The Shake-Up:

Straighten Up, Fly Right Edition

a publication of Action Together Tampa Bay





Meet Up Greet Up! ATTB Planning Meeting

When: Saturday, March 4th, 3-5 pm

Where: Pinellas County/ Lake Seminole Park, Shelter #10, 10015 Park Blvd., Seminole

Who: ATTB Members

How: RSVP on the ATTB Event Calendar on the FB Group page


Our next Planning Meeting will take place on Saturday, March 4th from 3 -5 pm in Pinellas County at Lake Seminole Park, Shelter #10, 10015 Park Blvd, Seminole. We're going to prioritize items on the action plan in Task Force breakouts -- we've accomplished a lot since the January update so this will be fun! Additionally, the Training Work Group will be facilitating an exercise on privilege; we'll have a session with some beginner's tips for using Twitter and a primer on understanding the levels of government. You can RSVP on the ATTB Events Calendar! Hope to see you there!




Heads Up! Important! Upcoming!

Terry Hamilton-Wollin is running for re-election as City Commissioner of Indian Rocks Beach and ATTB is lending a hand to help her win again!

On Friday, February 24th at noon at 203 4th Avenue, Indian Rocks Beach, supporters will be canvassing on Terry’s behalf, spreading the word by knocking on doors to share literature and mobilize voters. To make this as easy as possible, canvassers will be given one or two talking points before you head out. Campaign literature, along with clipboards and pins will be provided. Wear clean, comfortable clothes and good walking shoes. And because it’s Florida, don't forget sunscreen, a hat and/or sunglasses and a bottle of water. Please check the ATTB FB Group page for more information and additional details.

If you cannot canvas on Friday 2/24, the Pinellas DEC will be spearheading phone banks for Terry. Please check on the ATTB FB Group page for information on who to contact to get equipped for this.

Indian Rocks Beach is a small town in mid-Pinellas County, so just a few hours of volunteering can go a very long way toward making a difference in this election. BONUS: this is also great way to start honing skills that will come in handy when the 2018 campaign season is upon us.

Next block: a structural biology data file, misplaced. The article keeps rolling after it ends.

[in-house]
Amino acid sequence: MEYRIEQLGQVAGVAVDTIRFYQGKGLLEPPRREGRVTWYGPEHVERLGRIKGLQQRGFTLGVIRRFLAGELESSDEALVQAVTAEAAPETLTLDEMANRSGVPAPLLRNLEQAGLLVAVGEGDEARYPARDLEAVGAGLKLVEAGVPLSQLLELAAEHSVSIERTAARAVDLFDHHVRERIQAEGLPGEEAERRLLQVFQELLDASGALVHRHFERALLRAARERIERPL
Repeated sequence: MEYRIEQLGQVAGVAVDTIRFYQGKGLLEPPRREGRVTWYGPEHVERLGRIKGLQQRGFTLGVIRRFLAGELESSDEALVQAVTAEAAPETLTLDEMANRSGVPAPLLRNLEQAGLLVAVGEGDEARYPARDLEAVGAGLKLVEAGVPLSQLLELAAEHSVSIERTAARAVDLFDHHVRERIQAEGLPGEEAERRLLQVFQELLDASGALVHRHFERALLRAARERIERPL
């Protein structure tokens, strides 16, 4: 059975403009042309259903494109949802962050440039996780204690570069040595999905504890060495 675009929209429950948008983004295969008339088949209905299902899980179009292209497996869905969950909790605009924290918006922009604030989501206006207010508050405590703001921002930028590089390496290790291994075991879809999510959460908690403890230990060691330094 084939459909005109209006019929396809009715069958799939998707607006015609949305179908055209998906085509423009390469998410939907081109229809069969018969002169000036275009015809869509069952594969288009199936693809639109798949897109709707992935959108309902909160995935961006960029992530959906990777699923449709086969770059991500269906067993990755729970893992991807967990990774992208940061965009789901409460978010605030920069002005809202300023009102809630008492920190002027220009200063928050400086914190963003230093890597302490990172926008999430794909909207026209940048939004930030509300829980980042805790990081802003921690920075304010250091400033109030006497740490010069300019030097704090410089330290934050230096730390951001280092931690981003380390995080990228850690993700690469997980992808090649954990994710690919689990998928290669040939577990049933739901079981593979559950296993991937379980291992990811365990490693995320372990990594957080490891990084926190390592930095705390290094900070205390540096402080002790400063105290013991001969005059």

Click here for more information about candidate Terry Hamilton-Wollin and how she’s had quite a positive impact on Indian Rocks Beach during her years of public service.





On Saturday, February 25th, Action Together Tampa Bay is accepting the very gracious invitation of the Islamic Society of Tampa Bay and paying a call of support and solidarity from 2:30 - 4:30 pm. As appreciative guests, we will not be arriving empty-handed; we'll be bringing cards and food to share.

Important details about what to wear and other cultural details are included in the Event listing on ATTB; please RSVP there as well.




Please check the ATTB Facebook Group page for location information and to RSVP to this fun event!






Charge Up! Social Advocacy

Social Advocacy Update – Top 3:

(1)   Have you been wondering how you can help ATTB in a meaningful way, but don’t have a lot of time to spare? The Social Advocacy squad has an admin task that we need some assistance with.  It should only take under an hour to complete and is 100% online. If this sounds like something you’d be interested in, please shoot us an email at ATTBsocialadvocacy@gmail.com. Experience with posting FB events preferred, but not required.

(2)   THANK YOU to EVERYONE who called or emailed their representatives on the Florida House Health Quality Subcommittee in regards to pending House Bill 19 regarding changing medical malpractice laws for doctors that perform abortions. Unfortunately, this bill did pass committee with a vote of 9-7 (so it was close). We’ll be monitoring the bill’s progress and let you know the next steps. We’re also monitoring other pending abortion-related state legislation so watch for future action items as these bills go to committee.